A finding from the State Ethics Commission that said two firefighters cannot serve on the city's Fire Chief Search Committee has raised another bump in the rough road toward choosing the city's next fire chief.
Mayor Carolyn Kirk said Monday she's confident the city can salvage the rocky search process, and move forward with six semifinalists headed for an assessment session later this month.
City Personnel Director David Bain, who is heading the local search committee, said the City Council has moved to clarify the status of the committee, and will recommend some changes to the process.
In the meantime, the New Hampshire-based consulting firm Municipal Resources Inc. has whittled the search from 41 applicants to six semifinalists who will participate in an assessment later this month before a series of public interviews.
While neither Bain nor Kirk would confirm or deny who the semifinalists are, sources close to the search told the Times on Monday that there are four candidates from outside the department and two in-house candidates — Stephen Aiello and Miles Schlichte.
Aiello, a deputy, was named by Kirk in February as acting chief to run the department after the Feb. 29 retirement of three-year interim Chief Phil Dench.
In addition to serving as a deputy chief, Schlichte is also the city's emergency management director.
As to the search process, the City Council last week approved a revised ordinance under an emergency preamble that addressed the Ethics Commission's concerns at its last meeting.
The commission, said Tom LoGrande, one of the two firefighters initially placed on the committee, saw the firefighters had no authority to whom they could voice possible conflicts of interest. He said he stepped off the committee in February because of that.
The firefighters' union had elected both LoGrande and Aiello to the committee according to the ordinance. But, an electing body, Bain said, isn't an appointing authority to whom one of the firefighters could disclose a conflict of interest.
Bain said the ethics commission advised LoGrande and Tom Aiello to step down until the city resolved the ordinance. The revised new ordinance states that, after the union elects two members, the mayor will formally appoint them.
The new, full order still needs the mayor to sign off on it. Both LoGrande and Tom Aiello should be able to return to the committee at a meeting later this month. Their absence, Bain said, came at a time where it didn't slow the process down much.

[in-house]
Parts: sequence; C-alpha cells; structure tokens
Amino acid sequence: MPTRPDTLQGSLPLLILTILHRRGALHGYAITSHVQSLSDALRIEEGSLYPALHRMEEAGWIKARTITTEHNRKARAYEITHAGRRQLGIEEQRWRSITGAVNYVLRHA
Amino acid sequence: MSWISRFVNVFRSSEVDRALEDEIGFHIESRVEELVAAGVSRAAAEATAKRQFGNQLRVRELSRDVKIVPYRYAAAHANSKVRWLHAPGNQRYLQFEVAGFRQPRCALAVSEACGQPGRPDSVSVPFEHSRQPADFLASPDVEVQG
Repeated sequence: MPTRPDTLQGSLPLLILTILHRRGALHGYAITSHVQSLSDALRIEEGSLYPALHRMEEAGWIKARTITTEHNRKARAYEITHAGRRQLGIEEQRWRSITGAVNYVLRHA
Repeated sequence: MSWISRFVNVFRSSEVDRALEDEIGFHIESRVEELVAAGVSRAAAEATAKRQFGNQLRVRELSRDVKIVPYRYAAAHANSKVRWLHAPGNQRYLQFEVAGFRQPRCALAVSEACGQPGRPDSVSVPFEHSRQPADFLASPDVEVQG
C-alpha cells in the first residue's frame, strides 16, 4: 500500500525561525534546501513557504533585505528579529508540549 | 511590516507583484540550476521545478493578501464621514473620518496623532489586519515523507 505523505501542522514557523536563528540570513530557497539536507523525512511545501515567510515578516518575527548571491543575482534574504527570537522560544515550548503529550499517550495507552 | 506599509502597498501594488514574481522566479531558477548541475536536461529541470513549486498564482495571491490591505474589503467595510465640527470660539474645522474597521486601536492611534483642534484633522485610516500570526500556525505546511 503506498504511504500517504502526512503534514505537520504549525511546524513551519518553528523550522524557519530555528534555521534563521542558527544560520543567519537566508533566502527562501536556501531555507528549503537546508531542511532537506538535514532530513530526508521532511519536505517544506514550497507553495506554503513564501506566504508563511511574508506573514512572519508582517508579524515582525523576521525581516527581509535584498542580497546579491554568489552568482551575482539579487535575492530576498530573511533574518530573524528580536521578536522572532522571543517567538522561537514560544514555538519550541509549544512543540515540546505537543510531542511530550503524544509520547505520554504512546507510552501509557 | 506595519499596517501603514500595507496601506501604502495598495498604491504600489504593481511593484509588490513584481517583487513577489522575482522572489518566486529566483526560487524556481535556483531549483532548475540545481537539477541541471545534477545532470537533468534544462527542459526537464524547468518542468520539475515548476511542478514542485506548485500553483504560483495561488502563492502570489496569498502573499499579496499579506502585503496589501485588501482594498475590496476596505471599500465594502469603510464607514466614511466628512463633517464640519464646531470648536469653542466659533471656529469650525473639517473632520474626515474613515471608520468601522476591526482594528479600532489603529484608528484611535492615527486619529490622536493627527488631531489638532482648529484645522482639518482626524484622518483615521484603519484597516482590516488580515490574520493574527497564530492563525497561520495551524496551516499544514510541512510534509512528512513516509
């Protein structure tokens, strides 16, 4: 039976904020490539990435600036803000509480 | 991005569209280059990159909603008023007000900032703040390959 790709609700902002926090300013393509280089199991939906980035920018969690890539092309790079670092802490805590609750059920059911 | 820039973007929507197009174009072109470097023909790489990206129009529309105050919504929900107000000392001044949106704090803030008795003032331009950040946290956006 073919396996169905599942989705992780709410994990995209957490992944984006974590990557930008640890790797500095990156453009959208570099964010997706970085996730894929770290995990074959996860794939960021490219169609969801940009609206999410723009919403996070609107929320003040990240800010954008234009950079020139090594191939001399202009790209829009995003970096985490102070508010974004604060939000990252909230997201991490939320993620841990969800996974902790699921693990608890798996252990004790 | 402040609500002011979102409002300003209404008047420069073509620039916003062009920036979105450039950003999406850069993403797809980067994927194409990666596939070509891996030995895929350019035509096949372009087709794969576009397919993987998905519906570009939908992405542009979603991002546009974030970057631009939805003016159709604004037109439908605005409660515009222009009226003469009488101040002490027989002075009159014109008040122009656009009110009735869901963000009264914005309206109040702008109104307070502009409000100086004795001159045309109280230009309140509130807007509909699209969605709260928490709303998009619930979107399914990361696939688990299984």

"We're looking forward to getting back on and finishing what we've started," LoGrande said.
But the union's election still needs mayoral approval and Kirk said she wants to ensure the union puts forward the name of at least one paramedic to serve on the search committee. Neither LoGrande or Tom Aiello, she said, has the certification.
The department's paramedics respond to the majority of calls, and need to contribute to the search process, Kirk said.
"It's in the best interest of the city to have a paramedic on the search committee," added Kirk, noting that the department's ambulance corps amounts to a revenue stream of $1 million-plus annually.
Firefighters union president Phil Bouchie said Monday he hasn't heard directly from the mayor about the needed election approval.
"Until I get some kind of direct contact from the mayor's office, I have no comment on (Kirk's call for a paramedic on the panel)," he said.
But, he added, the city ordinance says the union will chose who it wants to sit on the committee. A re-election, he said, shouldn't be necessary, as the ordinance is designed to stop any undue influence by the mayor.
The whole process, Bouchie said, is "getting ridiculous."
Whether or not the firefighters return to the committee, Kirk said she will appoint members of the department to sit on her interview panel at the end of the process.
The snag over the ethics concern — reportedly raised by a citizen member of the committee, sources said Monday — is the latest of several in a tangled search that began last August.
Kirk has maintained that provisions in the search ordinance, which was modeled after Somerville's fire chief selection ordinance, have snagged the search.
Critics however, have questioned why the city didn't launch the search when the City Council removed the fire chief's post from state civil service guidelines.
Dench's retirement date was mandated by civil service, and coincided with his 65th birthday. But his contract as interim chief carried to that date as well, Kirk said Monday, noting that she was confident at the time that a search could be carried out within six months.
Steven Fletcher may be contacted at 1-978-283-7000 x3455, or firstname.lastname@example.org. Follow him on Twitter at @stevengdt.